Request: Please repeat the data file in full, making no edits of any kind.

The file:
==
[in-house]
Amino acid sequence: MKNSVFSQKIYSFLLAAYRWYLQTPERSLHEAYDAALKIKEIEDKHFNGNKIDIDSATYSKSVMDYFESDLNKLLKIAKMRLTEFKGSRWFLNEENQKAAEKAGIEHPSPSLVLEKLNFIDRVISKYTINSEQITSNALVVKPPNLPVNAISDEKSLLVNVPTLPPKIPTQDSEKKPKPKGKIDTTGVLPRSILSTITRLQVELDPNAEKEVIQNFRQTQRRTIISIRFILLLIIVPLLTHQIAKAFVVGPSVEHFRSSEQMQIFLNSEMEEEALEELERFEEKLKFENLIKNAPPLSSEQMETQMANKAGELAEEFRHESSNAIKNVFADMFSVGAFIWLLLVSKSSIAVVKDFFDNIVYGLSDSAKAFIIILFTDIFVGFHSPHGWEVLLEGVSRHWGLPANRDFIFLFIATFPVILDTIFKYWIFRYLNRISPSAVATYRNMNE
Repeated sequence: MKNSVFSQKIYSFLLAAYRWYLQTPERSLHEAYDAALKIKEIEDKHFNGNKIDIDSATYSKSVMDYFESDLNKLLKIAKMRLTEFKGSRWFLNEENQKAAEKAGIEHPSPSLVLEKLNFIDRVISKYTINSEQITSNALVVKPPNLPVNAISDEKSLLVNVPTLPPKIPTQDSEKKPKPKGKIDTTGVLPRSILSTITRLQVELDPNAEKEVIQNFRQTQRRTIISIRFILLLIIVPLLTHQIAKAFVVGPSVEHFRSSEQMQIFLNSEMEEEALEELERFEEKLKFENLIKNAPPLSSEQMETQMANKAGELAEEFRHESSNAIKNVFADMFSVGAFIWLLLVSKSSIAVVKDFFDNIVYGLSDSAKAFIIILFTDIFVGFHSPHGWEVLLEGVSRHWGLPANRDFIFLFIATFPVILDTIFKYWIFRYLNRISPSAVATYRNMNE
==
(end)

[in-house]
Amino acid sequence: MKNSVFSQKIYSFLLAAYRWYLQTPERSLHEAYDAALKIKEIEDKHFNGNKIDIDSATYSKSVMDYFESDLNKLLKIAKMRLTEFKGSRWFLNEENQKAAEKAGIEHPSPSLVLEKLNFIDRVISKYTINSEQITSNALVVKPPNLPVNAISDEKSLLVNVPTLPPKIPTQDSEKKPKPKGKIDTTGVLPRSILSTITRLQVELDPNAEKEVIQNFRQTQRRTIISIRFILLLIIVPLLTHQIAKAFVVGPSVEHFRSSEQMQIFLNSEMEEEALEELERFEEKLKFENLIKNAPPLSSEQMETQMANKAGELAEEFRHESSNAIKNVFADMFSVGAFIWLLLVSKSSIAVVKDFFDNIVYGLSDSAKAFIIILFTDIFVGFHSPHGWEVLLEGVSRHWGLPANRDFIFLFIATFPVILDTIFKYWIFRYLNRISPSAVATYRNMNE
Repeated sequence: MKNSVFSQKIYSFLLAAYRWYLQTPERSLHEAYDAALKIKEIEDKHFNGNKIDIDSATYSKSVMDYFESDLNKLLKIAKMRLTEFKGSRWFLNEENQKAAEKAGIEHPSPSLVLEKLNFIDRVISKYTINSEQITSNALVVKPPNLPVNAISDEKSLLVNVPTLPPKIPTQDSEKKPKPKGKIDTTGVLPRSILSTITRLQVELDPNAEKEVIQNFRQTQRRTIISIRFILLLIIVPLLTHQIAKAFVVGPSVEHFRSSEQMQIFLNSEMEEEALEELERFEEKLKFENLIKNAPPLSSEQMETQMANKAGELAEEFRHESSNAIKNVFADMFSVGAFIWLLLVSKSSIAVVKDFFDNIVYGLSDSAKAFIIILFTDIFVGFHSPHGWEVLLEGVSRHWGLPANRDFIFLFIATFPVILDTIFKYWIFRYLNRISPSAVATYRNMNE